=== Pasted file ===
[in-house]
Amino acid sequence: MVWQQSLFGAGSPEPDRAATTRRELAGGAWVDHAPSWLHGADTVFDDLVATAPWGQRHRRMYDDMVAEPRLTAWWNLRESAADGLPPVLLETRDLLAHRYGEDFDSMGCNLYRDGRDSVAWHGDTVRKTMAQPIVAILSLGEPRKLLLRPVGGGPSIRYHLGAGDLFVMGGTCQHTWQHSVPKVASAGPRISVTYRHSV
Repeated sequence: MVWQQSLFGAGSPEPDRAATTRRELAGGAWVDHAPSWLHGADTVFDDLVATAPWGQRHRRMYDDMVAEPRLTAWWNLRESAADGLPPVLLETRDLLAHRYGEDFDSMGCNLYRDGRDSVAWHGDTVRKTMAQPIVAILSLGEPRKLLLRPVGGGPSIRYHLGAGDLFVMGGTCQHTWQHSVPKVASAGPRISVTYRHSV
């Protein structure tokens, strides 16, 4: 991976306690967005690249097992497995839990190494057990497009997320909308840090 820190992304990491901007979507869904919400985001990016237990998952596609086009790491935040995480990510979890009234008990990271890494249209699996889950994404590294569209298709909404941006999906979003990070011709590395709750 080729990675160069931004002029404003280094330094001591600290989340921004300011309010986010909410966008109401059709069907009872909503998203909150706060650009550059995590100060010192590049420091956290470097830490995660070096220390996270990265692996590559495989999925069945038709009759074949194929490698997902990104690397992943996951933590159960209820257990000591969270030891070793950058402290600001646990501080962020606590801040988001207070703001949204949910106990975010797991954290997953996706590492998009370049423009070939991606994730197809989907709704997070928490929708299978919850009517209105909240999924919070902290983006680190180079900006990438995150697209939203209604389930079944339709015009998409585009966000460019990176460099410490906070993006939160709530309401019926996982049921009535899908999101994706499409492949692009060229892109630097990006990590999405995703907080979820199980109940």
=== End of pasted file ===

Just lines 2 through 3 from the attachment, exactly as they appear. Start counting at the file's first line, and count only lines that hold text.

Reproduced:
Amino acid sequence: MVWQQSLFGAGSPEPDRAATTRRELAGGAWVDHAPSWLHGADTVFDDLVATAPWGQRHRRMYDDMVAEPRLTAWWNLRESAADGLPPVLLETRDLLAHRYGEDFDSMGCNLYRDGRDSVAWHGDTVRKTMAQPIVAILSLGEPRKLLLRPVGGGPSIRYHLGAGDLFVMGGTCQHTWQHSVPKVASAGPRISVTYRHSV
Repeated sequence: MVWQQSLFGAGSPEPDRAATTRRELAGGAWVDHAPSWLHGADTVFDDLVATAPWGQRHRRMYDDMVAEPRLTAWWNLRESAADGLPPVLLETRDLLAHRYGEDFDSMGCNLYRDGRDSVAWHGDTVRKTMAQPIVAILSLGEPRKLLLRPVGGGPSIRYHLGAGDLFVMGGTCQHTWQHSVPKVASAGPRISVTYRHSV